As I watch my kids laugh, fight, play and learn, I’m often struck by how honestly and in-the-moment their lives are lived. I have a laminated poster at my desk that says ‘live in the moment, the future will take care of itself’. Nice sentiment, but it’s been there so long it’s like wallpaper to me and I no longer notice it at all. Ruby and Leah, however, and all kids of their age, live that to the full. It set me to wondering what it would be like to live like they do …
I got given a very nice bottle of wine the other day for doing a good job. I was pleased but kinda embarrassed and so I tucked it away out of sight and carried on quietly doing a good job.
But if I morphed into a toddler/kid … not only would I not have been impressed with a bottle of wine (too fizzy on my tongue), I would have been far happier with a sticker … or, total excitement … one on EACH hand!! Then I would have run round the office whooping it up, jumping up and down in front of everyone, shoving my hands in front of their face, forcing them to admire my prize, nodding proudly, grinning like a lunatic, shouting “look what I got, YES, I done good job!!” and then gone back to my desk, feverish to do more ‘good job’ and looking up every now and then to make sure my boss was watching – possibly yelling at her to “watch me!!” if she happened to look away …
Most people will have, at some point, forced their way through a meal out of sheer manners. Gulped it down and politely finished what really wasn’t finishable. Or worse, eaten and paid for a very sub-standard meal and been too timid to complain. But we’ve all seen the ‘bugger everyone’s feelings’ attitude towards food displayed by our littlies. So next time I go out for dinner and don’t like the food, maybe I’ll take a leaf out of their books … make gagging noises, open my mouth and push the food out with my tongue, letting it land where it may. Wipe my tongue on my sleeve and announce “ooh yukky. Don’t like that. Not eat it.” Then I’ll look at my neighbour’s plate, sidle over to sit on their lap and intercept their forkload of much better looking food. Or, while they’re looking away to have polite conversation, I’ll finger through their dinner and pick out the bits I like, spitting the bits I don’t like back onto their plate … and when they look back in horrified surprise, I’ll grin cheerfully at them. With their dinner smeared across my cheeks and all over my hands.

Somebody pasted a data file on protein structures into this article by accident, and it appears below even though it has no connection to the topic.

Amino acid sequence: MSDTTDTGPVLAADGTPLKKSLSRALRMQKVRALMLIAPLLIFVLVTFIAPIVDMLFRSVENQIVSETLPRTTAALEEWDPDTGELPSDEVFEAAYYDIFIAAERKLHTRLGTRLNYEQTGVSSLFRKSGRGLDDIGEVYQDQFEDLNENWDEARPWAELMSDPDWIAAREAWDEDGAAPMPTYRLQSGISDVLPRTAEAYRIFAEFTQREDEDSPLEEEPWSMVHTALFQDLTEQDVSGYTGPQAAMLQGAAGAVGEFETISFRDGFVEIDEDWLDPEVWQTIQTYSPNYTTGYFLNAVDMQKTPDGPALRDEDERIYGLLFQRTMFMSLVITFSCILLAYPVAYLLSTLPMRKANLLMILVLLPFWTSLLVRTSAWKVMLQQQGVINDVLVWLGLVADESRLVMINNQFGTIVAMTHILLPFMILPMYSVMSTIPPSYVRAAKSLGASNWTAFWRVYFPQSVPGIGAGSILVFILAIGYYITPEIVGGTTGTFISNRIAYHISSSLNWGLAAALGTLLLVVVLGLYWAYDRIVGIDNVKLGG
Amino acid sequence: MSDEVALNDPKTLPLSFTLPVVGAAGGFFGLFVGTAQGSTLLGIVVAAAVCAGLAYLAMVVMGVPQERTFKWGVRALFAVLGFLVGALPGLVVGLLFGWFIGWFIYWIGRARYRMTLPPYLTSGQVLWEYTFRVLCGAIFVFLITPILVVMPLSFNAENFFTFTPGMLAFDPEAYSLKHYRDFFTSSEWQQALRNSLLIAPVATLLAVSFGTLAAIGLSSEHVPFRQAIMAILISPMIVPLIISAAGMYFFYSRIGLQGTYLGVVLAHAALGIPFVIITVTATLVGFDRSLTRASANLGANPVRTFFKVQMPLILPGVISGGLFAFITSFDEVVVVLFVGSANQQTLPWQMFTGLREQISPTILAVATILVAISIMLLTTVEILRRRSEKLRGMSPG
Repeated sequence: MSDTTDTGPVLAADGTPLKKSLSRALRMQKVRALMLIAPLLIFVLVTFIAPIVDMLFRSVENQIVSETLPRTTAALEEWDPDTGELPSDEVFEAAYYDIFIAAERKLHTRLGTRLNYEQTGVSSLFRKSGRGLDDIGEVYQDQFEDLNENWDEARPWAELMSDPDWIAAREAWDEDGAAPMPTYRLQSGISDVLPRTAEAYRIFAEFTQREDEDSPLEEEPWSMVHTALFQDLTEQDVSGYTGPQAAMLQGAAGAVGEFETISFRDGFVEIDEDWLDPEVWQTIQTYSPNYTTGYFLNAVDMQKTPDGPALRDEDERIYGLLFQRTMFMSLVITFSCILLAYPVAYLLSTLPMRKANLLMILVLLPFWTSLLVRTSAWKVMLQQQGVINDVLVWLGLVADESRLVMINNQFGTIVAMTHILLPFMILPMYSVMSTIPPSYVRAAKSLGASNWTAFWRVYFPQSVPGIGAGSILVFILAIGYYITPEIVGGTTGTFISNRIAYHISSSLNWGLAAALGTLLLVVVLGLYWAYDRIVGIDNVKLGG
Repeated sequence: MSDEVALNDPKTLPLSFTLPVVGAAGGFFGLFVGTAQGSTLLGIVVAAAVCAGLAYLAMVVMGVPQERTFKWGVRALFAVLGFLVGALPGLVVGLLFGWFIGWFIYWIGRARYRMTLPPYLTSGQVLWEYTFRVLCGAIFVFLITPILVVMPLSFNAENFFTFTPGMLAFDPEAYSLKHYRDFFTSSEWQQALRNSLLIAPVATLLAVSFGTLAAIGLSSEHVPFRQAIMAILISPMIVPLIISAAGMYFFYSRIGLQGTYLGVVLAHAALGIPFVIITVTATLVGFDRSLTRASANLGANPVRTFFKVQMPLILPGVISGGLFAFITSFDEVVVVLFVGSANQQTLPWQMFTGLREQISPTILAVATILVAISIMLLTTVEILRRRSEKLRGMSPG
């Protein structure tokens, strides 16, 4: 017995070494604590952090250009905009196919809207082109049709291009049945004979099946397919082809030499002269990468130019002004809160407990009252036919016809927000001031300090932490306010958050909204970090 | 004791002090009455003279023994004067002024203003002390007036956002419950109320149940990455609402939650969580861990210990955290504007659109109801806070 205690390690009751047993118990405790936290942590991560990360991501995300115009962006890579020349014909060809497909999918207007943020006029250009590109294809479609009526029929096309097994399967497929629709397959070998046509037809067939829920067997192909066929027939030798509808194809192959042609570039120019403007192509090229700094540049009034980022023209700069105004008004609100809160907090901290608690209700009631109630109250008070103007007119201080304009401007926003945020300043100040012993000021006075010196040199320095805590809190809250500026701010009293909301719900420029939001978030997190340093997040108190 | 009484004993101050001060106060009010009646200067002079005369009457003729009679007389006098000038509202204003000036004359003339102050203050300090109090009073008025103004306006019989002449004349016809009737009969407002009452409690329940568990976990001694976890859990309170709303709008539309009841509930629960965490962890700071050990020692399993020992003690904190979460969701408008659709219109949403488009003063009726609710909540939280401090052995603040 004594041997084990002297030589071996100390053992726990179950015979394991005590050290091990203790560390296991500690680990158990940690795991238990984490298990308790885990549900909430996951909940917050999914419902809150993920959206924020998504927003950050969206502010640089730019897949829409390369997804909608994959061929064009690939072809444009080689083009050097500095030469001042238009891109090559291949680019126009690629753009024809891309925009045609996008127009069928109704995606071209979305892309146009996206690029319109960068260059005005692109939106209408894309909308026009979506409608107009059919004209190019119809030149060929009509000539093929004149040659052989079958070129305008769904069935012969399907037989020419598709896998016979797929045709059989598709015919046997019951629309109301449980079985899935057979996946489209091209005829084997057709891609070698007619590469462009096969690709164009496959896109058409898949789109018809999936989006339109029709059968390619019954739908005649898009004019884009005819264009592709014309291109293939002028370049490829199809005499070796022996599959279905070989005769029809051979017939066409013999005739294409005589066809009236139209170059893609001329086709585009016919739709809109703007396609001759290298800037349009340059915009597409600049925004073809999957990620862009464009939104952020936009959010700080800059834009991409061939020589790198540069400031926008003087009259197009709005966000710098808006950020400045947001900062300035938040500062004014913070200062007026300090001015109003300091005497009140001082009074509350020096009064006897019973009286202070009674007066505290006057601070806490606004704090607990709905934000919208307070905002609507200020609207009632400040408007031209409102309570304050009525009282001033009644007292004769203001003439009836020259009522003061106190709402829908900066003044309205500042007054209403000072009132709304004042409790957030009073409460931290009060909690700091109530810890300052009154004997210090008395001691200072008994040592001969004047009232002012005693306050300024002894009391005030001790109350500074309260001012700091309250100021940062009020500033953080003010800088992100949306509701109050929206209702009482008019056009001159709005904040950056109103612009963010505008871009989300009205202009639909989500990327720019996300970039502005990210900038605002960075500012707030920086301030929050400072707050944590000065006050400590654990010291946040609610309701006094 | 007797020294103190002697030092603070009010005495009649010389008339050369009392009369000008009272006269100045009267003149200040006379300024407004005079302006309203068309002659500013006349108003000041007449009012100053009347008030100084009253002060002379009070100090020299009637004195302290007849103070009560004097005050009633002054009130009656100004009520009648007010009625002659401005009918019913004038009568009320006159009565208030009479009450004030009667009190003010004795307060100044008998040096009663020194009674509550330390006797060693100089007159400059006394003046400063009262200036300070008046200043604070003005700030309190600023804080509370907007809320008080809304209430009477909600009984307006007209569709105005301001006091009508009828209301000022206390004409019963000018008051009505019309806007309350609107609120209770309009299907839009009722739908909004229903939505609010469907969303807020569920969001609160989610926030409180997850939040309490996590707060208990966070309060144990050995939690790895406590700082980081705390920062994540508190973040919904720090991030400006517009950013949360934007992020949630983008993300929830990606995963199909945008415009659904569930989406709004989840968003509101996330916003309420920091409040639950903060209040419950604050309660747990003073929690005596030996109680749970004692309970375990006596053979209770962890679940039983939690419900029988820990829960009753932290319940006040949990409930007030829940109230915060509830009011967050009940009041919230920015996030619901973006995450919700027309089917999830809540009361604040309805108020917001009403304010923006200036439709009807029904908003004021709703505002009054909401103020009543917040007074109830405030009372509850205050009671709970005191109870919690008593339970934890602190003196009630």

My daughters, like most kids at some point, have been the source of great embarrassment when they won’t display the good manners I’m trying to teach them. Etiquette around the issue of visiting and being visited, in particular, is a tricky one. Wonder what will happen if next time a friend comes to visit me and I walk out of the room to go do something else. Just cos I don’t feel like their company. Perhaps I should just say ‘don’t want to talk to you any more. Go home.’ Conversely, when a lovely friend comes to visit, we have a great time but then she has to go … I’ll use kid tactics! I’ll stand in front of the door and not let her out. I’ll refuse to say ‘goodbye’ and instead yell ‘No! You stay! Play wiv me!’ I’ll hide her shoes and tell her she has to find them before she can go. Yup – should work a treat!
Imagine making small talk at a party when you realize you’ve quite simply had enough of this person. In our world, we carry on making small talk until we can find a polite excuse to move on. But in kid world you simply say ‘don’t want talk to you’ and turn your head away. Or you cover your eyes so they can’t see you. Very effective.
Yes indeedy … a bit more living in the moment, a bit less PC … at least we’ll all know where we stand!!